If Tea is More Your Thing
I have been ruined for other plays by the play they call High Tea. At the end, as the two actors stood at the door thanking us all for coming, I could only grasp one by the shoulders and stutter something about god in lieu of a proper show of appreciation. This play was so good, I am convinced it made my hair look great for the rest of the day.
High Tea was the fantastic adventure of James and Jamesy who, at their weekly tea party, accidentally flooded the world with tea. The humour was distinctly British, well, the weirder side of British humour, anyways – very Monty Pythonesque, with a touch of little Britain (Jamesy was at times a dead ringer for David Walliams). The storyline, however, was more Roal Dahl – innocently dark, unselfconsciously witty.
The strangeness of the humour worked because there was no fear of awkward silences. The second of stunned blinking it took us to laugh was all part of the joke. They did not expect the audience to lay at their feet from the beginning – they took their time with the domestication process, laying jokes carefully at first, easing cautiously and cleverly into audience participation, until we all felt safe enough and connected enough to laugh with complete abandon at every joke, and participate freely and fearlessly. The actors charmed themselves in their own modest way, and their love of the audience came from a very healthy, genuine place, rather than an insecure, pandering one.
All this to say, we can all relax now. Theatre is not a dying medium. It was just dying for a cup of tea.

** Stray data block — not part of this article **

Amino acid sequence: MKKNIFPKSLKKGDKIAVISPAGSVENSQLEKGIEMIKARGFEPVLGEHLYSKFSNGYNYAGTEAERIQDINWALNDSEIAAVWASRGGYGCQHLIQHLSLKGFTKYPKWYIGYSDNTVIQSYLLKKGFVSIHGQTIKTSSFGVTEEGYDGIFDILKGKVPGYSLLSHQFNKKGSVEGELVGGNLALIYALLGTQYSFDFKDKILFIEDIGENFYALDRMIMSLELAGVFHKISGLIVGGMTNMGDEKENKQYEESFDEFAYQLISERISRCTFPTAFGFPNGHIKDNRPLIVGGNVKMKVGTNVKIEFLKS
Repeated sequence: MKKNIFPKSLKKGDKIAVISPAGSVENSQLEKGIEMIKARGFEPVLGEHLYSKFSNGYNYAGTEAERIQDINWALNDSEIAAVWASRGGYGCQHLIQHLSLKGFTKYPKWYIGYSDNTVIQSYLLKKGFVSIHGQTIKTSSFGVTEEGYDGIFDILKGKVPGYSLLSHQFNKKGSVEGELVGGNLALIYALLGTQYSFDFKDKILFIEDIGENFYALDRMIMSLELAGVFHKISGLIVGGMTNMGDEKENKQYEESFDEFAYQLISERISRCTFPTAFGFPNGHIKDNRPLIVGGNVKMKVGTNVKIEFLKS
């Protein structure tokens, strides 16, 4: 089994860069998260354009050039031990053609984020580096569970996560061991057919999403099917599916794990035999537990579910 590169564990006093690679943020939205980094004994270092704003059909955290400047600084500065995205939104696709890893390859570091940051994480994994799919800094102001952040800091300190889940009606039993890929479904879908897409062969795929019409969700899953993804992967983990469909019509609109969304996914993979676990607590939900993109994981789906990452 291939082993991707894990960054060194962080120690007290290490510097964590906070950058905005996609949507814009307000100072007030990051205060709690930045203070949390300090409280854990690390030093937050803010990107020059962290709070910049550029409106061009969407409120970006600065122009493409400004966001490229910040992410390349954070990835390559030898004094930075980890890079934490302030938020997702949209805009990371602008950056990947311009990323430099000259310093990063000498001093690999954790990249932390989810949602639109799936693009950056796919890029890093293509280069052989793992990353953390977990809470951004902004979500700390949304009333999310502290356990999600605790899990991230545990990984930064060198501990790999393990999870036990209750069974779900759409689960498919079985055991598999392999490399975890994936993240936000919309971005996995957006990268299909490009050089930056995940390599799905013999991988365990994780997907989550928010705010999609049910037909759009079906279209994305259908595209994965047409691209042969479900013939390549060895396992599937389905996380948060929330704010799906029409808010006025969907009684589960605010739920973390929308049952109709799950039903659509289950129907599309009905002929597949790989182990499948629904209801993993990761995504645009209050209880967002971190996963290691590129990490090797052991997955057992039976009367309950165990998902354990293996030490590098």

James and Jamesy appear this summer at the Winnipeg, Saskatoon, Edmonton, Victoria, and Vancouver Fringe Festivals
If Wine is More Your Thing
The actors were extremely talented. This was the kind of flawless improvisation that was similar to a juggling act. It took enormous dexterity and coordination to achieve that level of smoothness – a show of undeniable skill. They hit a colourful variety of jokes, somehow managing to construct complex situational humour and spout witty puns as if they had spent hours fine-tuning a script.
I was disappointed, however, by the integration of audience participation. It came off as very forced – an adherence to the convention that every fringe play must squeeze in some pandering contact with the audience. Not to say that it doesn’t ever work – I have seen some brilliant audience integration. But while the two actors maintained an electric tension between them onstage, they were less good at establishing it with the audience. It brought the overall quality of the piece down. What was an extremely polished show of raw skill became clunky and amateur-ish.
Though it had its issues, A Bandolier of Dreams was clever, impressive, and extremely good.